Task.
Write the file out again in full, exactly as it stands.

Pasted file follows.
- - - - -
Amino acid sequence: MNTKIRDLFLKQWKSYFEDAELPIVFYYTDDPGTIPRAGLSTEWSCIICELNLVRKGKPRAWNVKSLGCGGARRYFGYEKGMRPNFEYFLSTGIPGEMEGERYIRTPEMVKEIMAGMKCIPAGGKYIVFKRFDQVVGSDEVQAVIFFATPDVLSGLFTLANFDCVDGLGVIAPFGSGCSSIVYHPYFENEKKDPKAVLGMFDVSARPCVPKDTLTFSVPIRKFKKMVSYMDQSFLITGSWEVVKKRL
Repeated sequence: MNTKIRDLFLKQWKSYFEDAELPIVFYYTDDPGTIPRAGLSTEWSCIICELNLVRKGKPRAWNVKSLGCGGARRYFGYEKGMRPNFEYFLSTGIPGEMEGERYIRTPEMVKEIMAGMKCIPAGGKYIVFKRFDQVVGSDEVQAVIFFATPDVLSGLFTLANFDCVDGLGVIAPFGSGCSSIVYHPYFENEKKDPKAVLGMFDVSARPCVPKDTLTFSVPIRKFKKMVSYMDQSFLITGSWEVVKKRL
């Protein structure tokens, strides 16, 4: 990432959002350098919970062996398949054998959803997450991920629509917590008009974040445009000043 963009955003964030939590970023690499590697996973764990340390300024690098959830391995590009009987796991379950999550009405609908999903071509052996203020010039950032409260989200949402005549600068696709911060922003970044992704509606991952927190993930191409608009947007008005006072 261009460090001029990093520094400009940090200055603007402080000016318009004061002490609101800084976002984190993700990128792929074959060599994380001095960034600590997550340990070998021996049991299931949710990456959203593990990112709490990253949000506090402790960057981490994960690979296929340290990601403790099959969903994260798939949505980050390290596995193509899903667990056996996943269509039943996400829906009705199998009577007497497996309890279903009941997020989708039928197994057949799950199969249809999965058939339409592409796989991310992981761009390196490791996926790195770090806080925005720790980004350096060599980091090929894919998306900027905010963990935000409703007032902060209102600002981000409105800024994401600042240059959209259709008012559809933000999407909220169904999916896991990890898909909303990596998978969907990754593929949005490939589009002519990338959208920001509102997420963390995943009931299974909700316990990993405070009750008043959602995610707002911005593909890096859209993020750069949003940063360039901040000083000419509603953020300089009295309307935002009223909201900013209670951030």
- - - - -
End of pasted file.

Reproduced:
Amino acid sequence: MNTKIRDLFLKQWKSYFEDAELPIVFYYTDDPGTIPRAGLSTEWSCIICELNLVRKGKPRAWNVKSLGCGGARRYFGYEKGMRPNFEYFLSTGIPGEMEGERYIRTPEMVKEIMAGMKCIPAGGKYIVFKRFDQVVGSDEVQAVIFFATPDVLSGLFTLANFDCVDGLGVIAPFGSGCSSIVYHPYFENEKKDPKAVLGMFDVSARPCVPKDTLTFSVPIRKFKKMVSYMDQSFLITGSWEVVKKRL
Repeated sequence: MNTKIRDLFLKQWKSYFEDAELPIVFYYTDDPGTIPRAGLSTEWSCIICELNLVRKGKPRAWNVKSLGCGGARRYFGYEKGMRPNFEYFLSTGIPGEMEGERYIRTPEMVKEIMAGMKCIPAGGKYIVFKRFDQVVGSDEVQAVIFFATPDVLSGLFTLANFDCVDGLGVIAPFGSGCSSIVYHPYFENEKKDPKAVLGMFDVSARPCVPKDTLTFSVPIRKFKKMVSYMDQSFLITGSWEVVKKRL
């Protein structure tokens, strides 16, 4: 990432959002350098919970062996398949054998959803997450991920629509917590008009974040445009000043 963009955003964030939590970023690499590697996973764990340390300024690098959830391995590009009987796991379950999550009405609908999903071509052996203020010039950032409260989200949402005549600068696709911060922003970044992704509606991952927190993930191409608009947007008005006072 261009460090001029990093520094400009940090200055603007402080000016318009004061002490609101800084976002984190993700990128792929074959060599994380001095960034600590997550340990070998021996049991299931949710990456959203593990990112709490990253949000506090402790960057981490994960690979296929340290990601403790099959969903994260798939949505980050390290596995193509899903667990056996996943269509039943996400829906009705199998009577007497497996309890279903009941997020989708039928197994057949799950199969249809999965058939339409592409796989991310992981761009390196490791996926790195770090806080925005720790980004350096060599980091090929894919998306900027905010963990935000409703007032902060209102600002981000409105800024994401600042240059959209259709008012559809933000999407909220169904999916896991990890898909909303990596998978969907990754593929949005490939589009002519990338959208920001509102997420963390995943009931299974909700316990990993405070009750008043959602995610707002911005593909890096859209993020750069949003940063360039901040000083000419509603953020300089009295309307935002009223909201900013209670951030």